I know that when you put your Mac laptop to sleep and the battery dies, next time you plug it in it will wake up from the state it was prior to being put to sleep. There are also hacks to get this behavior with a desktop Mac (except it triggers when you put the Mac to sleep and unplug it).

Is there a way to trigger this behavior without cutting power, and that will still let me put my Mac to sleep normally? Like Windows 7's Hibernate option.

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    Damn. I thought I could use this to switch between OS X and Windows efficiently, but the boot loader won't let you boot on anything else than Mac OS if it's been put in hibernation.
    – zneak
    Commented Aug 23, 2010 at 1:21
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    I think for you it's better to use parallels Desktop. it's really good software and make you able to boot your install windows on your mac.
    – Am1rr3zA
    Commented Aug 23, 2010 at 1:43
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    @Am1rr3zA: it's totally playable under OS X for sure. However, with my current-gen MacBook Pro under Windows I can put the game in 1680x1050 with graphics somewhere above medium and still get a smooth 60+ frames per second, and it never drops below that. Under Mac OS, with the same settings, things aren't smooth. So it's good for you if you like Starcraft II under Mac OS, but until Apple or NVidia or whoever's responsible does some serious efforts at making the graphics drivers better, I'll play it under Windows because there is a very noticeable difference.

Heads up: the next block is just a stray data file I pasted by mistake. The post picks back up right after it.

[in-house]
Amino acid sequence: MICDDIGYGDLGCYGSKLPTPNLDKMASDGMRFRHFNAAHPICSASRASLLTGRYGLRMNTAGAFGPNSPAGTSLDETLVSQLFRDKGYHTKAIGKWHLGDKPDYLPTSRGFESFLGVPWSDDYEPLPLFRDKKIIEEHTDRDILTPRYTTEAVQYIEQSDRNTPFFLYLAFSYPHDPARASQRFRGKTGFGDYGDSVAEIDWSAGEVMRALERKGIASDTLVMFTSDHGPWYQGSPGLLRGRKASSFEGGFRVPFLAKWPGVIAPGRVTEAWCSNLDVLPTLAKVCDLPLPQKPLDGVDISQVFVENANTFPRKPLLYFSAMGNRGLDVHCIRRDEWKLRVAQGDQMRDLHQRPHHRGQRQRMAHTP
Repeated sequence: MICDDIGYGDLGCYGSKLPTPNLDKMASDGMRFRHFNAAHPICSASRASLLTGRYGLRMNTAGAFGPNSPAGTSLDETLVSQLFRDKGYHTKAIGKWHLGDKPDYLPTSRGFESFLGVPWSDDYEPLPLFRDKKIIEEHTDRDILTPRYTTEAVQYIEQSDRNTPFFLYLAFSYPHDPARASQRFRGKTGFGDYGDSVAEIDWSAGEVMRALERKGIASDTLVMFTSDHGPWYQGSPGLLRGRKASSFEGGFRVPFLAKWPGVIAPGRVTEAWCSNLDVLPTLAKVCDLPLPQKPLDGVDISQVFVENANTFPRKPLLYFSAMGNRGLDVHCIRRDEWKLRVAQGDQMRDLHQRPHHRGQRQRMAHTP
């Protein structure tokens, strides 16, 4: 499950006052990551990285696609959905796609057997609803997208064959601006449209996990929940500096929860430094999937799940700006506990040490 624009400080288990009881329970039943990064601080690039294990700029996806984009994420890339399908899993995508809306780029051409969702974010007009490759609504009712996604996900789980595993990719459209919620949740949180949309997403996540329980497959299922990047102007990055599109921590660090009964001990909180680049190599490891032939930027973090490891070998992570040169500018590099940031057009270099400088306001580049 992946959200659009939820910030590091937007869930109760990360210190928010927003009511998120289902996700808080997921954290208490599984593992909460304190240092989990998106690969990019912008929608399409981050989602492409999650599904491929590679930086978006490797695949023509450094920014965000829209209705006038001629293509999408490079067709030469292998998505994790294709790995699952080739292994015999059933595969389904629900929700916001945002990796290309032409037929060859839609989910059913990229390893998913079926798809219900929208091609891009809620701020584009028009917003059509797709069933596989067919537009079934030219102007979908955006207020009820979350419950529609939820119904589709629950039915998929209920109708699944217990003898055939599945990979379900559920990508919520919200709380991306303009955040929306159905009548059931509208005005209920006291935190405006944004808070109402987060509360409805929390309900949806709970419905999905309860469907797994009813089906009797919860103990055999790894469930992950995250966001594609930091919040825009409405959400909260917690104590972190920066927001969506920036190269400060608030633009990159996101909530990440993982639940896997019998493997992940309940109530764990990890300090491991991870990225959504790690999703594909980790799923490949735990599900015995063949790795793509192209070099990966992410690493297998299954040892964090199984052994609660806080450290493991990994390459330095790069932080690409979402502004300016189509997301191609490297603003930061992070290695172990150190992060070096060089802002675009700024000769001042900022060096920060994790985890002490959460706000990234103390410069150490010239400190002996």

– zneak
    Commented Aug 23, 2010 at 7:23
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    The reason the bootloader will not let you boot into something else when there is a hibernate image is that the hibernated version of the kernel may have references to blocks on the disk, and if you boot into another OS it wouldn't know that, which means it could modify the disk. When the hibernated OS was thawed it would then potentially write out its dirty buffers to the disk on top of blocks that had already been modified, leading to disk corruption. Fundamentally, it is never safe to thaw a hibernation if there is a chance the filesystem it is rooted off has been modified. Commented Aug 24, 2010 at 8:09
  • 1
    @Louis Gerbarg: I didn't think about that (probably because Windows can't write to Mac OS files), but that seems like a good reason.
    – zneak
    Commented Aug 24, 2010 at 17:31

3 Answers 3


Yes, of course you can. I myself use Deep Sleep widget (second link) to put my Macbook Pro into hibernation.

And if you prefer to use the command line, read this article.

alt text


You could use DeepSleep.

I know this is a widget, but if you want an application, do the following :

  1. Download the widget and uncompress the zip file containing it, but do not install it.

  2. Right-click on the widget, the select Show Package Contents.

    right click

  3. Copy the DeepSleep Application where you want.

    alt text


There is a pref pane called smart sleep that is pretty good


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